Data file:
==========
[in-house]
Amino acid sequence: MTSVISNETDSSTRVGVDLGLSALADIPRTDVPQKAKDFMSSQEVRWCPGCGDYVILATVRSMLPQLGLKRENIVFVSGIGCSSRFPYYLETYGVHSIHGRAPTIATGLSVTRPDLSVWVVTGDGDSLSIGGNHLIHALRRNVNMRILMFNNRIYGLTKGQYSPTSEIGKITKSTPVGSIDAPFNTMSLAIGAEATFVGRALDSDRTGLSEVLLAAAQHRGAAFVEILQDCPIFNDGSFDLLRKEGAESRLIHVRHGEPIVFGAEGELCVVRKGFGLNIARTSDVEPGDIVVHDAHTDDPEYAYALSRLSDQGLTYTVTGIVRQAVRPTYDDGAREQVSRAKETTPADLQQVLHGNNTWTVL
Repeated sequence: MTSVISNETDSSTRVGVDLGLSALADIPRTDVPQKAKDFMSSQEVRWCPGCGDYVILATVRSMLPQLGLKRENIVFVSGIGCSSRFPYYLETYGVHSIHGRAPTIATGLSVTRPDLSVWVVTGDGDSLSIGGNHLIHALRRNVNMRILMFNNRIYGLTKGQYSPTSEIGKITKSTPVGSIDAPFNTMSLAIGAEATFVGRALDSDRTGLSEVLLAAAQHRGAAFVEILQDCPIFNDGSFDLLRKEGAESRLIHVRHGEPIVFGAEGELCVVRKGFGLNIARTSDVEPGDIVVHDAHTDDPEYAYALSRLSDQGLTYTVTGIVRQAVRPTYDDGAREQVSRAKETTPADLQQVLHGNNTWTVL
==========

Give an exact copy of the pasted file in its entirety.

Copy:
[in-house]
Amino acid sequence: MTSVISNETDSSTRVGVDLGLSALADIPRTDVPQKAKDFMSSQEVRWCPGCGDYVILATVRSMLPQLGLKRENIVFVSGIGCSSRFPYYLETYGVHSIHGRAPTIATGLSVTRPDLSVWVVTGDGDSLSIGGNHLIHALRRNVNMRILMFNNRIYGLTKGQYSPTSEIGKITKSTPVGSIDAPFNTMSLAIGAEATFVGRALDSDRTGLSEVLLAAAQHRGAAFVEILQDCPIFNDGSFDLLRKEGAESRLIHVRHGEPIVFGAEGELCVVRKGFGLNIARTSDVEPGDIVVHDAHTDDPEYAYALSRLSDQGLTYTVTGIVRQAVRPTYDDGAREQVSRAKETTPADLQQVLHGNNTWTVL
Repeated sequence: MTSVISNETDSSTRVGVDLGLSALADIPRTDVPQKAKDFMSSQEVRWCPGCGDYVILATVRSMLPQLGLKRENIVFVSGIGCSSRFPYYLETYGVHSIHGRAPTIATGLSVTRPDLSVWVVTGDGDSLSIGGNHLIHALRRNVNMRILMFNNRIYGLTKGQYSPTSEIGKITKSTPVGSIDAPFNTMSLAIGAEATFVGRALDSDRTGLSEVLLAAAQHRGAAFVEILQDCPIFNDGSFDLLRKEGAESRLIHVRHGEPIVFGAEGELCVVRKGFGLNIARTSDVEPGDIVVHDAHTDDPEYAYALSRLSDQGLTYTVTGIVRQAVRPTYDDGAREQVSRAKETTPADLQQVLHGNNTWTVL